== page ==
Davis at IC. Photo courtesy of Ithaca College

Ithaca, N.Y. — Geena Davis, Oscar-winning actress and gender equality advocate, spoke on Tuesday to a packed Ford Hall in Ithaca College about gender equality in the media and recent findings about the portrayal women in film and TV.

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Davis made her mark in part through her portrayal of the first female U.S. President in ABC’s hit show Commander in Chief.

Davis at IC. Photo courtesy of Ithaca College

She has also acted in Thelma and Louise, Stuart Little and Tootsie. She currently plays Dr. Nicole Herman on TV series Grey’s Anatomy.

Here are a eight gems from her lecture, which is part of the Park School’s Distinguished Visitor series:

1 — “I consider myself a former waiter who became an actor.”

Davis noted that she does not use the word “actress,” because an actor is defined as a person who acts, not a man who acts. She said the word “actress” will soon be as dated as “doctoresse” and “poetesse” are today.

2 — “I was a tall baby…my fondest dream was to take up less space in the world.”

Davis recalled feeling odd about her height, so much so that she was reluctant to play basketball despite the team virtually begging her to.

When she finally took up the game, she trained hard and remembers being told that she had untapped athletic ability. “Playing sports dramatically improved my body image. It made me feel like it was okay to take up space in the world.”

3 — “Then I just made shit up about why I had to be Thelma.”

Davis remembered that she went into a discussion with director Ridley Scott ready to audition as Louise for the hit 1991 film “Thelma and Louise.” She credits the film with having a huge impact on her life by inspiring her interest in women’s issues. She eventually played Thelma.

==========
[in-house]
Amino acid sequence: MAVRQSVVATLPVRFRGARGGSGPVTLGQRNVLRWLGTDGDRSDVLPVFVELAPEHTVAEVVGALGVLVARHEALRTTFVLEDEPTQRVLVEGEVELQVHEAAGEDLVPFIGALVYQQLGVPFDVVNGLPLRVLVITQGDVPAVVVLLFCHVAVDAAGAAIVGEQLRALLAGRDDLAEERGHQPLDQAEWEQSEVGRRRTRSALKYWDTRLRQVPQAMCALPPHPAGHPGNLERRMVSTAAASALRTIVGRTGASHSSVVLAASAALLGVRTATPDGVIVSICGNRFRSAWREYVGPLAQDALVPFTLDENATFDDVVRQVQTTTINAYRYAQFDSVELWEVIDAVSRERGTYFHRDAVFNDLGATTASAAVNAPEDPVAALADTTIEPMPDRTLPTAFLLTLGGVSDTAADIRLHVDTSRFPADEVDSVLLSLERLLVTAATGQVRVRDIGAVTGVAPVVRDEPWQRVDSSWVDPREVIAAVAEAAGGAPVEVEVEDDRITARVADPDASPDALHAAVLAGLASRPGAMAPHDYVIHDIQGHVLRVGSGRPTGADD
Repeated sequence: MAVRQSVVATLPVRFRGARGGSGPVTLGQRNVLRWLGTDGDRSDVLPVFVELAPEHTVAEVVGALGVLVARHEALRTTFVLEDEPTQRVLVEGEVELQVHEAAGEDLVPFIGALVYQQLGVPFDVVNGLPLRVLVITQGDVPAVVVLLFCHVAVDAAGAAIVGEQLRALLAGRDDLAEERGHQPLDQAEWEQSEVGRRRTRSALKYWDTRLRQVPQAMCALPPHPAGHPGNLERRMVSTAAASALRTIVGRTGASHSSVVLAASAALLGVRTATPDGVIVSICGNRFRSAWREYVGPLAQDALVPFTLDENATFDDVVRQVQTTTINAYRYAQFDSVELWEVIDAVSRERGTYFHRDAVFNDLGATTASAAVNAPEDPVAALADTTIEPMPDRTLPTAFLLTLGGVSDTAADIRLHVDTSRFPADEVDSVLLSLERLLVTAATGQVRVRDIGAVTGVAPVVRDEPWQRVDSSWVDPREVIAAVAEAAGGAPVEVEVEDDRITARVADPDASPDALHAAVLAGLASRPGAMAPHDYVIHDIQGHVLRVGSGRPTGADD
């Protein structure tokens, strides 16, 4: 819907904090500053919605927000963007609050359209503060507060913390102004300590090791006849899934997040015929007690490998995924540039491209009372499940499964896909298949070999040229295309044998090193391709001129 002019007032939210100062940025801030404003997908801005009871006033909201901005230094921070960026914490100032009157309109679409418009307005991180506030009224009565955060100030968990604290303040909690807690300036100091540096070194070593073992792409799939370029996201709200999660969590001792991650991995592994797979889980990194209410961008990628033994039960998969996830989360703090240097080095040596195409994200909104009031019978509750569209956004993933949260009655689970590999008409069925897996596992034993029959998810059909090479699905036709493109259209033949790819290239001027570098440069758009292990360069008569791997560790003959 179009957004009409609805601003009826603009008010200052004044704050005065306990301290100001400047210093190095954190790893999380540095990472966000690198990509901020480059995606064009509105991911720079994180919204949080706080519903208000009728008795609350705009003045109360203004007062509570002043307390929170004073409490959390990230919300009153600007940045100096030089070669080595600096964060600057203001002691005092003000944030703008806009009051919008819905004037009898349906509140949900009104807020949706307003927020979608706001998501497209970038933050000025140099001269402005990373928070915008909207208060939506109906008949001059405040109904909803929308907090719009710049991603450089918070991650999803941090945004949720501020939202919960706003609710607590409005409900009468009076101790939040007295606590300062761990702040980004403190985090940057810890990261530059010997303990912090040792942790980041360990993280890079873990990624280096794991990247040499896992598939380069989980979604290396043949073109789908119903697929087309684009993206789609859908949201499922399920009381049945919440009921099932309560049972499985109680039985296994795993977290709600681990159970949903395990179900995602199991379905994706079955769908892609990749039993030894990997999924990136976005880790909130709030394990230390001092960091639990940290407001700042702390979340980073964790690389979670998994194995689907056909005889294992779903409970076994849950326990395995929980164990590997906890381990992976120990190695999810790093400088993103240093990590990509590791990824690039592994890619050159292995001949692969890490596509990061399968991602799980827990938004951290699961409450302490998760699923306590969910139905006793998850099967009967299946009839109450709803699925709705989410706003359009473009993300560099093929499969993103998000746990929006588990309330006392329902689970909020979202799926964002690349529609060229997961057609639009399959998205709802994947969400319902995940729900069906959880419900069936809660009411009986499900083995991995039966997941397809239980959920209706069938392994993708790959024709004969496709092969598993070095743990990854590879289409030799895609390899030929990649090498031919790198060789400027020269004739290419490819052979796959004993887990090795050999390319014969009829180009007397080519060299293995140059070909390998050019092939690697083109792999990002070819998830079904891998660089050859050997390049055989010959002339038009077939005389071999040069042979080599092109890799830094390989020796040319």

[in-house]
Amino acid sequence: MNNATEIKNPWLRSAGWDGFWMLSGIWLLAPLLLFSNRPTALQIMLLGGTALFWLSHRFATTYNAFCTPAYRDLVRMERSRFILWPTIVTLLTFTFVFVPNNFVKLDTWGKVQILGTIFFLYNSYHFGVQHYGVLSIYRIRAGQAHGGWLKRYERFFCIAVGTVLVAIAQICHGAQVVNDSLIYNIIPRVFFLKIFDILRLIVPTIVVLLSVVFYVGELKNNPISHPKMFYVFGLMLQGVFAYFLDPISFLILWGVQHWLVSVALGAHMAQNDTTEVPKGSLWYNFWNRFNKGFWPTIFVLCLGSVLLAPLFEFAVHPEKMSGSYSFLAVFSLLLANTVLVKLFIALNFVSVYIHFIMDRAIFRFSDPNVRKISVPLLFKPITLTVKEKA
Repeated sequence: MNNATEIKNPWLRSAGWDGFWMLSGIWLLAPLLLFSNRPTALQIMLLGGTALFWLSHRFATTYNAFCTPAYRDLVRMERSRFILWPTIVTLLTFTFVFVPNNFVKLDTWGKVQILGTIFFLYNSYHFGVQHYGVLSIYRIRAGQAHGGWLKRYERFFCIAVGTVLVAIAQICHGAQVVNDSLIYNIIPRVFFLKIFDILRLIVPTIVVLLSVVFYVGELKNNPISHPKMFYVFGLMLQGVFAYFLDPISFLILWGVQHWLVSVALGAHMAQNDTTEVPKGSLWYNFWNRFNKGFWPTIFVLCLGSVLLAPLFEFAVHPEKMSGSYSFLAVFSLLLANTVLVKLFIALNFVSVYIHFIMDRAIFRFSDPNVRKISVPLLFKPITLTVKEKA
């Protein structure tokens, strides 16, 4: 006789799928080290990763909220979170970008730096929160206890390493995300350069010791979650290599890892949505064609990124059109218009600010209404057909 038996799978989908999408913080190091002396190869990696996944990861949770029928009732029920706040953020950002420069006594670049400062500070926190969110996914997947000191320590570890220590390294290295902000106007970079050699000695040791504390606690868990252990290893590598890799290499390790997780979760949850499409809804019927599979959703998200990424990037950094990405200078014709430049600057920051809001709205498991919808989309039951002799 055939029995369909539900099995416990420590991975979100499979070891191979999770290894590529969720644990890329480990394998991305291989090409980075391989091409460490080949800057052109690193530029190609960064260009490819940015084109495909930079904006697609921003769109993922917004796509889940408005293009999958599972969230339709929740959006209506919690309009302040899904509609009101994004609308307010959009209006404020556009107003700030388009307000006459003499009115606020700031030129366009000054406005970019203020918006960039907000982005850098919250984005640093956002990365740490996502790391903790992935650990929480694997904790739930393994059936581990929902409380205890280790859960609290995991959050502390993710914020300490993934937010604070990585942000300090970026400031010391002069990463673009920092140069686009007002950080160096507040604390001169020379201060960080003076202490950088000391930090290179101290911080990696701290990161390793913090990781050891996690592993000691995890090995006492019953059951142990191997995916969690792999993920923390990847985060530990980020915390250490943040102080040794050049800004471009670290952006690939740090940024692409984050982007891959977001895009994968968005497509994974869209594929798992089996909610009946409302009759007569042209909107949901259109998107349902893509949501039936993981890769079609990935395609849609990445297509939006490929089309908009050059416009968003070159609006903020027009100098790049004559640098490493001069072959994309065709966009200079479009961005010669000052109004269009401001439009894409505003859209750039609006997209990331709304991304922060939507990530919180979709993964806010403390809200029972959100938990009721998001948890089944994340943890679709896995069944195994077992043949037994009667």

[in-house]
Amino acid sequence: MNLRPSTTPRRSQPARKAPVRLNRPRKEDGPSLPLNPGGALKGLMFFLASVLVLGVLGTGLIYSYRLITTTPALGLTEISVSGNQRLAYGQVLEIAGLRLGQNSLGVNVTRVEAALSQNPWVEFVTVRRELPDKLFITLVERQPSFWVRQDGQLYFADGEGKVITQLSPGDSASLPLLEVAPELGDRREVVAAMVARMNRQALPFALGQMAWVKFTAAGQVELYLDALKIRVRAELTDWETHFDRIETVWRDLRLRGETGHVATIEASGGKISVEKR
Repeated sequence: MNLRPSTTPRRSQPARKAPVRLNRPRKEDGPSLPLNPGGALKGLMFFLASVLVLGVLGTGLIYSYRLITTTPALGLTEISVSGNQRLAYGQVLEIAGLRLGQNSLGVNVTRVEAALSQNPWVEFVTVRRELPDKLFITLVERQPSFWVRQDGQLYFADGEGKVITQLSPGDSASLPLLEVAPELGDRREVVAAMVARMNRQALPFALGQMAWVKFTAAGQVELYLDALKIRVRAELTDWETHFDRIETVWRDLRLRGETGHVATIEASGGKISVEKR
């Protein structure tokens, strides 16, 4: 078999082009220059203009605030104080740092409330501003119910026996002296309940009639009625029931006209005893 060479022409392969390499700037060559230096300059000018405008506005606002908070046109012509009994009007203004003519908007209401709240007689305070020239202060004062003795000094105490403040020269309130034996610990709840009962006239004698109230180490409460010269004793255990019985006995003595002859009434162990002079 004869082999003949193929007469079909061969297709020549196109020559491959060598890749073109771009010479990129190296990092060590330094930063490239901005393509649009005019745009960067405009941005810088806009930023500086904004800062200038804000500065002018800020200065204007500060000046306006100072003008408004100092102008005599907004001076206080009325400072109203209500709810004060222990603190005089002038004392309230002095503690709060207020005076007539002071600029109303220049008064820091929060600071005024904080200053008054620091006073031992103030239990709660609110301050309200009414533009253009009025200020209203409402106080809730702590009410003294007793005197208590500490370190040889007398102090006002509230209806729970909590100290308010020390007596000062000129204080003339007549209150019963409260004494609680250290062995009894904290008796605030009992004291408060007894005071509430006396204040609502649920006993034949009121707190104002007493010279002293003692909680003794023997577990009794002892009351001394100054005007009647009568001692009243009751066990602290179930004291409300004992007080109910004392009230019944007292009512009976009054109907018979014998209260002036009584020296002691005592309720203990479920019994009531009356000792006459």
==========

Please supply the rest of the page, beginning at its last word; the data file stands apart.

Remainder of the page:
4 — “If someday you read that I have signed up to play Sean Connery’s kidnapped wife, you will know I am broke.”

Davis said being able to choose roles in Hollywood that empower women is a luxury that a lot of people cannot afford.

5 — “Shoes off, [it becomes] fifty-fifty.”

Davis described a study that showed blind auditions for an orchestra make it fairer to women.

Before the blind auditions and before the stages were carpeted (thereby eliminating the sound of women’s heels), men were more likely to be chosen. “This proves that we can achieve parity: you just have to not hear us or see us.”

6 — “What percentage of crowd scenes in movies do you think are women? 17 percent.”

Davis quoted numbers from her Gender Equality Institute that showed this number is similar to real-life statistics, wherein women make up roughly 17 percent of people in professions like doctors and congressional leaders. “What if we are enculturating generation after generation to see 17 percent of women as the norm?”

7 – “Six year old girls have already learned to see themselves through the male gaze.”

Davis spoke about the portrayal and sexualization of young girls in the media.

8 – “Don’t create a problem that you need to fix later on.”

Davis stressed the importance of showing young children pictures of gender equality in the media and demonstrating that women make up more than half of the population. If not, “we are unwittingly training another generation to see women and girls as less important.”


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